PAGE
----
single inheritance

single inheritance

The property of an object-oriented language which restricts a sub-class to be derived from only one parent. Opposite of multiple inheritance.
This article is provided by FOLDOC - Free Online Dictionary of Computing (foldoc.org)

single inheritance

In object-oriented programming, a class that has no more than one parent. Contrast with multiple inheritance.
Copyright © 1981-2019 by The Computer Language Company Inc. All Rights reserved. THIS DEFINITION IS FOR PERSONAL USE ONLY. All other reproduction is strictly prohibited without permission from the publisher.
References in periodicals archive ?
In their work, only structural information such as OODB inheritance hierarchies, single inheritance and multiple inheritance are used.
For example, consider a simple single inheritance hierarchy as in Figure 3.a and assume access frequency information on each class as in Figure 3b.
Chernikov draws on statistics to measure the manner in which Peter's law on single inheritance of 1714 affected both members of the nobility and their serfs.
Object-oriented programming in D uses a single inheritance hierarchy.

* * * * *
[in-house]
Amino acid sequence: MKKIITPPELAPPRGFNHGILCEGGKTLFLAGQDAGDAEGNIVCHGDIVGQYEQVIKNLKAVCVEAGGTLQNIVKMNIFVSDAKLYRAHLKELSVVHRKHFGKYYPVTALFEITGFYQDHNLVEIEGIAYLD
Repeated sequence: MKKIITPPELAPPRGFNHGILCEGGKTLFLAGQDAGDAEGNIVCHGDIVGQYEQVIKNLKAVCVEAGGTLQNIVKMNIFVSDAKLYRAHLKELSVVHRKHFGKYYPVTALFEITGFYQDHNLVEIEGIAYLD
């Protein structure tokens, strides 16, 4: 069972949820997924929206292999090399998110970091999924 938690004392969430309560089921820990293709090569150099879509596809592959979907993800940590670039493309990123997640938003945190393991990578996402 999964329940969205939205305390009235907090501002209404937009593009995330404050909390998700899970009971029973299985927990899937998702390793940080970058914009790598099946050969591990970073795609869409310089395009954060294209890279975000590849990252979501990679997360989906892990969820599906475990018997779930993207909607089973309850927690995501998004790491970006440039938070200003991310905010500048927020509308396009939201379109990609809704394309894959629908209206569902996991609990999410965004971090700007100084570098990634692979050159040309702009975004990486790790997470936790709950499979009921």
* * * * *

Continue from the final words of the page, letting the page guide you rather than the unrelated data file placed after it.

They range from the trivial (longer names with 63 characters in a name, more continuation lines, longer statements), to the more substantial revisions such as additions to support object-oriented programming: type extension-which provides single inheritance, polymorphic variables, and type-bound procedures--which provide dynamic dispatch.
Figure 8-3 illustrates single inheritance. Single inheritance allows a class to derive from a single base class.
A single inheritance phylogenetic tree (a diagram showing the interrelations of a group derived from a common ancestor) provides a convenient method for the study of phylogenetic relationships (Felsenstein, 1993; Pagel 1999; Pagel & Harvey, 1988).
Because of Ada 83's preexisting support for derived types, this modest generalization is adequate to provide full support for what is called "single inheritance" [10].
The idea that partible inheritance had a negative influence on the economic well-being of noble families is well known; it was set out in the famous Law of Single Inheritance published by Peter the Great in 1714.
Classes support single inheritance, and all classes ultimately derive from a base class called object.
If each new class definition must directly depend on at most one other class definition, we say the language uses single inheritance. If a new class can depend on more than one class we say the language supports multiple inheritance.
Some languages such as Turbo Pascal V5.5 still only allow for single inheritance.

Full browser ?